[MUD-Dev] Re: pet peeves
J C Lawrence
claw at kanga.nu
Fri Feb 19 19:12:43 New Zealand Daylight Time 1999
On Fri, 19 Feb 1999 10:30:54 -0600 (CST)
Wes Connell<wconnell at eden.com> wrote:
> How instead of an actual breaking point for permadeath just allow a
> certain amount of lives. Sorta like a video game. I've never seen
> that imp'd into a mud before. When you are a newbie you recieve
> three lives. After they are all used up you die. Quests could be
> used to give extra lives and such.
I've heard of this being done, and have read of cases here, but have
never played on such a system. I suspect abuse would be a signigicant
> The problem that I see with a permadeath breaking point is that you
> would hardly ever see any characters over level XX.
On the permadeath games I've played this has not been the case.
Players with any significant advancement however were extremely
protective of and careful with their characters however. The term
"paranoid" comes to mind.
Low level players have little to lose. High level players have
everything to lose and know very exactly how easy it is to lose. This
breeds a certain caution and distrust ("Will they do to me what I did
when I was in their place?"). I don't see this as necessarily a bad
thing, tho I expect it will help that I'm working hard to make
reactive defence far more effective than attack.
Certainly permadeath actively discourages socialisation unless there
are other externally enforced safety measures (eg sanctums). I wonder
what the impact of opt-in pre-defined trust systems would be? Say
allowing something like:
Bubba is here.
Bubba says, "Okay, I'll trust you. Let's make a peace treaty."
> say Okay.
Bubba has declared a peace treaty with you.
Do you want to match it? Until you do Bubba can still attack you.
You have declared a peace treaty with Bubba. You are now physically
incapable of directly attacking each other.
> attack bubba
You can't attack bubba, you have a peace treaty with him.
Bubba has broken his peace treaty with you. He may attack you at
The treaty structure really does almost nothing but impose some
mechanics and auto-warning to the other side.
> On non-permadeath muds that allow pkilling only after a certain
> level XX, the newbies coming out of the saftey get a very rude
> awakening when they a slaughtered like the fresh meat they are.
I'm still wondering why this doesn't take place on the permadeath
games I've played. I have a suspicion it was because most players
effectively played solo most of the time, or only with other players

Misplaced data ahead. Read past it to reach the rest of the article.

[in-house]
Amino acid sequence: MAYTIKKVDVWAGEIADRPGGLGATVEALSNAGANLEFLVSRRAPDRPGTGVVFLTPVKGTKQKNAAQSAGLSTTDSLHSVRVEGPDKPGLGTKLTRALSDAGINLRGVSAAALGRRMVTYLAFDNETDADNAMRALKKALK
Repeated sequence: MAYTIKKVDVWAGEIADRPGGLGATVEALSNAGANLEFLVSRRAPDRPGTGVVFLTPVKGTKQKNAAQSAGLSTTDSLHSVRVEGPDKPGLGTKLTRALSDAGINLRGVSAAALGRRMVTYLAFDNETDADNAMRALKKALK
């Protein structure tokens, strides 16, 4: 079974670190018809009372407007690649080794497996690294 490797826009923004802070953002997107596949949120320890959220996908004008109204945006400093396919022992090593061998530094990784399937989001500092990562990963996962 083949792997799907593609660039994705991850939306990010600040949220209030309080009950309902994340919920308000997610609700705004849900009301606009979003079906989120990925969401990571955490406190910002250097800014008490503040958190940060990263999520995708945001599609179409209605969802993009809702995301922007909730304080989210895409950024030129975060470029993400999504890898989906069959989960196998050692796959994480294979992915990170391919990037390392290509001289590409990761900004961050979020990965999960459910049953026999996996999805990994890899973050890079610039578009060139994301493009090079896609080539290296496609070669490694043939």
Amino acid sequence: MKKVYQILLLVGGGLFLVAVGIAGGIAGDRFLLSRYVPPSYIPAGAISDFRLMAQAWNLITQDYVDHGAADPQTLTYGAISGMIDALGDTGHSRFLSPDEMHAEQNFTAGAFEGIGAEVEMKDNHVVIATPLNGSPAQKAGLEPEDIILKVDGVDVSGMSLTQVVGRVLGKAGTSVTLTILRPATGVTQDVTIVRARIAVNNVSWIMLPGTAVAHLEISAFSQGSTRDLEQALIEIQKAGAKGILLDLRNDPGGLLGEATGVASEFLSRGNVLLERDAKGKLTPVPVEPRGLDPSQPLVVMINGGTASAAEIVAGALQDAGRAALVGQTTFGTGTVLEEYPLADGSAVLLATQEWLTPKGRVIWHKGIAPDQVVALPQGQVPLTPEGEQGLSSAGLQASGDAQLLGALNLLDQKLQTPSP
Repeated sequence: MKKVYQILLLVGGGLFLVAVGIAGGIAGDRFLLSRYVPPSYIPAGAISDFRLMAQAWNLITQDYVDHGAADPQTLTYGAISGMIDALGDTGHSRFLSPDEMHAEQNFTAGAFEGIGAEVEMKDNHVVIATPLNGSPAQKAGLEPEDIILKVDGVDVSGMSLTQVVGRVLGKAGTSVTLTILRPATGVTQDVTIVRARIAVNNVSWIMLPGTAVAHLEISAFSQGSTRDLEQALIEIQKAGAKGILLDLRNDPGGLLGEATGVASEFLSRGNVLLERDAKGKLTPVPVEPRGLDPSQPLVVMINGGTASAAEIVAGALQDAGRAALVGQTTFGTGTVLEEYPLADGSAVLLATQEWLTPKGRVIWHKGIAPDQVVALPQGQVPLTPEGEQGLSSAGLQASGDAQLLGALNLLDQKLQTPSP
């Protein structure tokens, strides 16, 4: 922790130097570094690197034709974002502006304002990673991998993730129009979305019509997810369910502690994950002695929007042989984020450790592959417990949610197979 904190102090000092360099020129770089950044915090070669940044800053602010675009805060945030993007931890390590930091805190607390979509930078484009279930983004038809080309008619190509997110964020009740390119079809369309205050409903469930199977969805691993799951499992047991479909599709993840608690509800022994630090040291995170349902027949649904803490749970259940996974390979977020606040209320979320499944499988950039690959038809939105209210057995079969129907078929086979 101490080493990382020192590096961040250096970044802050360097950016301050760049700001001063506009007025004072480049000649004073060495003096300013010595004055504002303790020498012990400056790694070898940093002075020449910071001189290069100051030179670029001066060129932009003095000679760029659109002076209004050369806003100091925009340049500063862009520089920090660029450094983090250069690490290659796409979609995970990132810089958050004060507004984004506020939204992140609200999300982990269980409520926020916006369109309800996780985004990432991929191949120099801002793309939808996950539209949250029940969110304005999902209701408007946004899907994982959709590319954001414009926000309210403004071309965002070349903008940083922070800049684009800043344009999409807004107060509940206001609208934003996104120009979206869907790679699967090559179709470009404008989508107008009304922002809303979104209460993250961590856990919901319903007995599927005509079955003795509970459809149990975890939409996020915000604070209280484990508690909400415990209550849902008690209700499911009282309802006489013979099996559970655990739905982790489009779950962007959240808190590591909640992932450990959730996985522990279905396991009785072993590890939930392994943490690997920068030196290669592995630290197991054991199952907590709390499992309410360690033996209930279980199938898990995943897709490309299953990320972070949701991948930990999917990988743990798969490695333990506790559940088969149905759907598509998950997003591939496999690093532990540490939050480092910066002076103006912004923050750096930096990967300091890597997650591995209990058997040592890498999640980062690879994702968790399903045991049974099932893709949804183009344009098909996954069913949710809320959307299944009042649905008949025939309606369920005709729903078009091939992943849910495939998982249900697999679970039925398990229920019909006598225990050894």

they knew personally or had other reasons to explicitly trust.
Certainly the player density was rarely high (three players in a room
was a crowd, four was a mob, five or more and you were effectively
guaranteed that nobody would touch anybody or else they'd instantly
get the lot of them as immediate enemies).
> It might allow for a 'smoother' transition if they could still die
> as a newbie, but just give them a buffer. =]
I'm fond of defining three types of death:
1) You failed to survive (eg PK'ed, killed by an NPC).
2) The game killed you for doing something stupid (eg you walked off
the edge of a cliff).
3) The game killed you for doing something that was likely not an
error or stupidity on your part (eg failed a dexterity check and
plummeted from a rope bridge).
I like to treat them separately.
#1 I see as the normal permadeath style: character deleted with no
hope or chance of resurrection.
#2 gives a low probability chance of resurrection, but it is
expensive, and time consuming.
#3 Either just resets the character, or places them behind a problem
they must solve to re-enter the game.
Given my separation of bodies and characters, and the fact that
characters may simultaneously control multiple bodies, much of this
doesn't map well for me. Death only becomes a concern for me when a
character loses ownership of all its bodies and retains no partial
ownership any bodies either. This is a little different from the
chance encounter killing the 2,000 hour character. On the level of
wht can be done to prevent it, it requires active carelessness to
As such I expect most deaths to be accidental -- somebody forgot how
close they were to having no reserve bodies and got caught out. That
given, running more than one body is a pain, so there's an active and
motivating force to minimise the number of bodies any one character
controls. Even running a spare "sleeper" body that just exists to
ensure that you can't be killed outright is a drag.
Play testing will reveal what really happens.
J C Lawrence Internet: claw at kanga.nu
----------(*) Internet: coder at kanga.nu
...Honorary Member of Clan McFud -- Teamer's Avenging Monolith...
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